Only the knock on the studio door by Phil Spector stood between Harrison's hands and Frampton’s neck. Frampton bolted out the door and left Harrison fuming. 

Which is why up to his passing, George denied Frampton's involvement with the album and why he was virtually the only musician, still living, who'd worked with Harrison who was not invited to participate in the Concert for George.
"
--------------------------------------------------

Doesn't sound at all like George Harrison...at least not the 'exchange' presented here with Peter.  Where did THIS come from Darren? You OK?
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John B

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Reply with quote  #19 
He's just riffin' on this funny book, Lee, called "Paperback Writer."

okay, to my votes, which are easy.

1. "Heroes & Villains"  maybe the ultimate version(s).  Darren: what is so inaccessible about the lyrics to this song?   It's California western iconic, plus some Brian autobio, too.

2. "Shine on You, Crazy Diamond"

kind of a film score for quite a long while, then I actually like the part of the song where the singing starts.  but that's about what?  Minute 8?   As for the lyrics, what do they mean, kds, since it is your favorite?

3. "Isn't it a Pity" by George.  What a boring song.  I was almost going to place it 4th and say "Isn't it a Pity" (George made a song worse than Led Zep).  But alas...I could not.

4.  perhaps because my hatred of Led Zep knows no bounds (except U2 below them, that's the only bounds).  "Rain Song".   Supposedly Prince liked this song.  Why?
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kds

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Reply with quote  #20 
John,

Roger Waters wrote the lyrics to Shine On You Crazy Diamond about co founder Syd Barrett, who was ousted from Pink Floyd in 1968 due to mental issues compounded by drug abuse (long story short on Syd, think Brian Wilson without the happy ending).  The guys from Floyd apparently felt terrible about ditching Syd, and Waters, David Gilmour, and Richard Wright even tried to help Syd launch a solo career in the early 1970s, with mixed results.  

The spectre of Syd continued to appear in their music, and they wrote the long piece, which they debuted on tour in 1974 while they were still promoting Dark Side of the Moon, as album whose lyrical theme is madness, and likely inspired by Syd "When the band you're in starts playing different tunes."  

One of the most legendary stories in Floyd lore occurs when Floyd were recording Shine On and an unrecognizable Syd Barrett paid an unexpected, unannounced visit to the studio.  He'd shaved his head and eyebrows, put on a lot of weight, and sat silently brushing his teeth repeatedly.  That was the last time anyone from Floyd ever saw Syd, who lived his remaining days with his mother. 

Syd, apparently hated to be reminded of his Floyd past, which is why the other guys avoided contact, and insisted to be called by his given name Roger.  His brain was apparently literally damaged by his LSD intake, and he was really never the same person again.  He died in 2006 due to complications from diabetes.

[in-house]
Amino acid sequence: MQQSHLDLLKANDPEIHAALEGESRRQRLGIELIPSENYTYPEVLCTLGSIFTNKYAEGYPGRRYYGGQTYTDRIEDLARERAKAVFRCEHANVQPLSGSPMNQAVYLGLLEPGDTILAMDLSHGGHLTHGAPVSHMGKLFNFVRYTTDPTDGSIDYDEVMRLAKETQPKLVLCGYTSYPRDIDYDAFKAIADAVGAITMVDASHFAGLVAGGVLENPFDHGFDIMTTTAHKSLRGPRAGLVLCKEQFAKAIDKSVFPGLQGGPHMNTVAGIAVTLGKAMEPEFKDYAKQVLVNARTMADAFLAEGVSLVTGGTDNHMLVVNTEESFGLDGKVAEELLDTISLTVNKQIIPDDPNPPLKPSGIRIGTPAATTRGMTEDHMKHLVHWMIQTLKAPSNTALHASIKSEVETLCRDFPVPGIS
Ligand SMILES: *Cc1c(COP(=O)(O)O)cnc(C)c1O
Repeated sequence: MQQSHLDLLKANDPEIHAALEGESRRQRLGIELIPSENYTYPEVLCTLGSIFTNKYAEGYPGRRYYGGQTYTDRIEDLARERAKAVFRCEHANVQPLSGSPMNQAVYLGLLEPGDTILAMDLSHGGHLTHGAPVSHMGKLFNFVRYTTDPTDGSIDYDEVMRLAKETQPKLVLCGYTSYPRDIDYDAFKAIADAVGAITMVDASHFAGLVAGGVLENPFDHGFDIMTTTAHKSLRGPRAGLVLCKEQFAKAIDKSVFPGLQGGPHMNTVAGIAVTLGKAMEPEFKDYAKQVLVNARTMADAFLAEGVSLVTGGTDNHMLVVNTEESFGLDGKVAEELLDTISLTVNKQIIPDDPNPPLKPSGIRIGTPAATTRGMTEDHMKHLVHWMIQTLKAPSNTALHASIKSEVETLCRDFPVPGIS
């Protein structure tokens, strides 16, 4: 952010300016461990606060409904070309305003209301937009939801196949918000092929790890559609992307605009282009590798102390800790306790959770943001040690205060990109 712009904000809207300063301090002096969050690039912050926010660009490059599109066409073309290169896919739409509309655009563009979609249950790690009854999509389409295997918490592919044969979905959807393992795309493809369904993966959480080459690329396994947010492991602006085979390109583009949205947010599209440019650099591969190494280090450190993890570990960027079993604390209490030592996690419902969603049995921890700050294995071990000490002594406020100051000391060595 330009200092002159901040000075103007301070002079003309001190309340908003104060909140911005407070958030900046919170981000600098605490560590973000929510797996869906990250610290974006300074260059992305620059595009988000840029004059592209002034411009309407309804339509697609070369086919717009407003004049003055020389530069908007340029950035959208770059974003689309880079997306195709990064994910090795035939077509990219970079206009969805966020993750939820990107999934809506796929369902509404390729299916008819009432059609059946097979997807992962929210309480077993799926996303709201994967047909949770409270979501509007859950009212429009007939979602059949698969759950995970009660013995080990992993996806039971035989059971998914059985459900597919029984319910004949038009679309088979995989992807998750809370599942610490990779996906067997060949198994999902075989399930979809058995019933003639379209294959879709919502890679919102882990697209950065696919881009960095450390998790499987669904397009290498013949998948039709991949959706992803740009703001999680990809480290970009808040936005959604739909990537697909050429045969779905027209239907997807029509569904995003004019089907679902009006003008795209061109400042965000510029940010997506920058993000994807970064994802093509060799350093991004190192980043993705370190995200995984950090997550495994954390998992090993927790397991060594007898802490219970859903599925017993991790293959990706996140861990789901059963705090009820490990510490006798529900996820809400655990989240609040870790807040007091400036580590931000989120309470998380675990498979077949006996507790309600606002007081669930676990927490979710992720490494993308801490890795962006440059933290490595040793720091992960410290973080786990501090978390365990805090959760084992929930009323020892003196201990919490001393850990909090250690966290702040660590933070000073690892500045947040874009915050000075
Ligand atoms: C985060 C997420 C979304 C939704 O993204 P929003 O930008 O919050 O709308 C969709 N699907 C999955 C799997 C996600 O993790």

Oddly enough, Shine On You Crazy Diamond is the last real band collaboration when Roger Waters was still in the group.  After the 1975 Wish You Were Here album, which is bookended by Shine On Part 1 and Part 2, Waters dominated the next three albums before going solo in 1984.  

Here's Part 2.  




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John B

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Reply with quote  #21 
Wow, thanks for studious explanation of the lyrics, kds!   the punks liked Syd B, the most of all PF.
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kds

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Reply with quote  #22 
No problem.  Syd sort of look on cult status.  His work with Floyd is probably more admired by punk, indie, alternative fans than Floyd's later work.  

Even though Floyd had their most success in the 1970s, there are Syd devotees that swear that Pink Floyd ended that day in April 1968 when the band decided fire Syd.  Personally, I like all eras of Floyd, so I'll listen to any arguments for any era. 

Syd references continued to pop up throughout Floyd's career.  Even on the last album they released as an active band - 1994's The Division Bell.  

This is kind of a long song.  It's called Poles Apart, and the first verse references Syd Barrett, and the second references Roger Waters.

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Lee Marshall

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Reply with quote  #23 
Here's another long one John might [love] L O V E. [love] 

  

I know ***I***  do.  Up 'til this point in 1968 there had NEVER been anything quite this avante guarde and straight up rrrrrrrrrRRRRockinnnn' sound...at least not like THIS.  The production techniques alone were groundbreaking.  It was like the Yardbirds on MEGA STEROIDS.  The guitar work and drums alone were earth shatteringly out of sight...and never before had there been a singer who could wail and take it from 0 to 500 in 2 seconds flat like Robert.  NO ONE came even close.  50 years later...he's STILL got the 'goods'.  He's just more interesting now that he's left Page behind to settle the lawsuits.